The stage was set for an evening of magic and wonder. The empty wheelchair and blank screen at the rear of the stage suggested anything was possible. What eventually unfolded certainly left me in awe, but not for the right reasons.
As expected the puppeteers did a thrilling job of bringing the puppets’ static bodies to life. As I watched two or three puppeteers at work I could swear that the puppet was more alive than they were. It was as if the puppet had inherited the life-force of the puppeteers. The motions of the human body, from an old grandmother to an energetic little girl, were precisely mimicked, giving the puppets an unnerving air of consciousness. The non-human characters such as the antelope and the figure of death were also beautifully brought to life, creating sentient beings out of wood and metal constructions.
Where the play fell hard and short was in its narrative. The moment the narrator first bellowed out that it was the beginning of the play, and proceeded to list a number of clichéd metaphors for beginnings, I felt the first prickles of dread for the decadent self-indulgence that was to come. I tried to limit it to a criticism that the play moved too slowly or that I was somehow missing the point, but there’s no denying that the production has a fatal flaw. At every point it is either trying too hard to make meaning or the action is completely stagnant. The play is never allowed simply to roll along. Where there should be a series of maybe five key moments, Ouroboros is almost always at a key moment. Everything is emphasised to a point where the suspension of disbelief is stifled. It’s impossible to just let one’s imagination run wild and as such the stunning artistry of the puppeteers is undermined by the over-exaggerated detail of the story. There is no rest for the audience, just a series of relentless ‘meaningful moments’.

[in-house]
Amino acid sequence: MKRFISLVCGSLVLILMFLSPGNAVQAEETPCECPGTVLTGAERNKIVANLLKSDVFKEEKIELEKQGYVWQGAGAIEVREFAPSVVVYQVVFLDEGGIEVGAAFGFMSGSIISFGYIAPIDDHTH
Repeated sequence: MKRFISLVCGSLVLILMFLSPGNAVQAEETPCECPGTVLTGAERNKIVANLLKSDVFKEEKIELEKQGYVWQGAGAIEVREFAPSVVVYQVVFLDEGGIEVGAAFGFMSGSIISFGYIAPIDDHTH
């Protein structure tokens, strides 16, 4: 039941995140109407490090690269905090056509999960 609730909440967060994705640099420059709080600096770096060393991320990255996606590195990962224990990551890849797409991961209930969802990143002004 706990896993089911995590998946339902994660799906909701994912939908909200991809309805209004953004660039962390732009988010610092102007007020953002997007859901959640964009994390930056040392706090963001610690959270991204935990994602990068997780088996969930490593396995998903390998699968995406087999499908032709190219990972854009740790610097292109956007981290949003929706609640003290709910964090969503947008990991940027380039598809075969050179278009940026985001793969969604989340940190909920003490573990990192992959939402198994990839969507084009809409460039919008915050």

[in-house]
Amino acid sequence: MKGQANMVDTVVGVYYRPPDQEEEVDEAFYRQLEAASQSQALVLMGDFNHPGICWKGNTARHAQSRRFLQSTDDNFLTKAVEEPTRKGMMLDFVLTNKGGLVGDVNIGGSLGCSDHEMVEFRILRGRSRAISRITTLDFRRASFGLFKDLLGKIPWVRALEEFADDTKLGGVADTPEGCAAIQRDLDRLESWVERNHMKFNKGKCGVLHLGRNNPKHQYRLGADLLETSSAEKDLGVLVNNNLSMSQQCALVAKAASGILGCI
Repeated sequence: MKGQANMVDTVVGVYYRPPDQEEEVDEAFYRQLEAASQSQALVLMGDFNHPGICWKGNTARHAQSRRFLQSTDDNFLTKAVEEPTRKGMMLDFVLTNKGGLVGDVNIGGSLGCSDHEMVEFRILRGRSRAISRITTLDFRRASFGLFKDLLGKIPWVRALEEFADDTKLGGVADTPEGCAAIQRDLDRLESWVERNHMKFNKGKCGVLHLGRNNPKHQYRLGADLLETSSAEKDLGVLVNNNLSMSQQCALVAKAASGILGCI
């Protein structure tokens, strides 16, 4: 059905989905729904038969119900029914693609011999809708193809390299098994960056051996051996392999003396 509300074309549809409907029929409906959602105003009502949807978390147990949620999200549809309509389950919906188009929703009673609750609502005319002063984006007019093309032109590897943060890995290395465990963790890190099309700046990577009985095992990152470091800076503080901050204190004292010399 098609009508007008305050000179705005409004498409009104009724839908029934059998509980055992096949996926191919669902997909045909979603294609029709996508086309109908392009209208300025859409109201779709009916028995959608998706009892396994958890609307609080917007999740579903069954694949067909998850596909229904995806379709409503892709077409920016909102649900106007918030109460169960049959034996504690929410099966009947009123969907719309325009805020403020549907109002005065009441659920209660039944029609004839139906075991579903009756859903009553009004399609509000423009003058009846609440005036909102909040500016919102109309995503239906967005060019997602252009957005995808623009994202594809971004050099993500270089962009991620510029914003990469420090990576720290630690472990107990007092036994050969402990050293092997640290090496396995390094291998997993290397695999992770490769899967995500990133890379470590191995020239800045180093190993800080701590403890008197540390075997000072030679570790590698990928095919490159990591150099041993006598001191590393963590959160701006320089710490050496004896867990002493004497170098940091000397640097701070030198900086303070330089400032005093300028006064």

It would seem this production rides the coattails of the Handspring Puppet Company’s Tony award-winning production, Warhorse. Perhaps it’s a case of the Oscar curse – most ‘Best Actor’ or ‘Best Actress’ Academy Award winners seem to follow their success with a really dire film.
After waiting years to see a real live production by Handspring I was sorely disappointed. At times magical and bursting with precise realism, these moments are not enough to save the production. Moving from the pretentious, to the overly meaningful, to the utterly banal, Ouroboros never quite knows what it’s doing. It holds its finger crossed in the hopes that audiences will be drawn in by the company’s previous work. My final thought? I remain an avid fan of the company, but this production should not have left the rehearsal room.
Ouroboros ran at the Baxter Theatre from 1 -11 June 2011.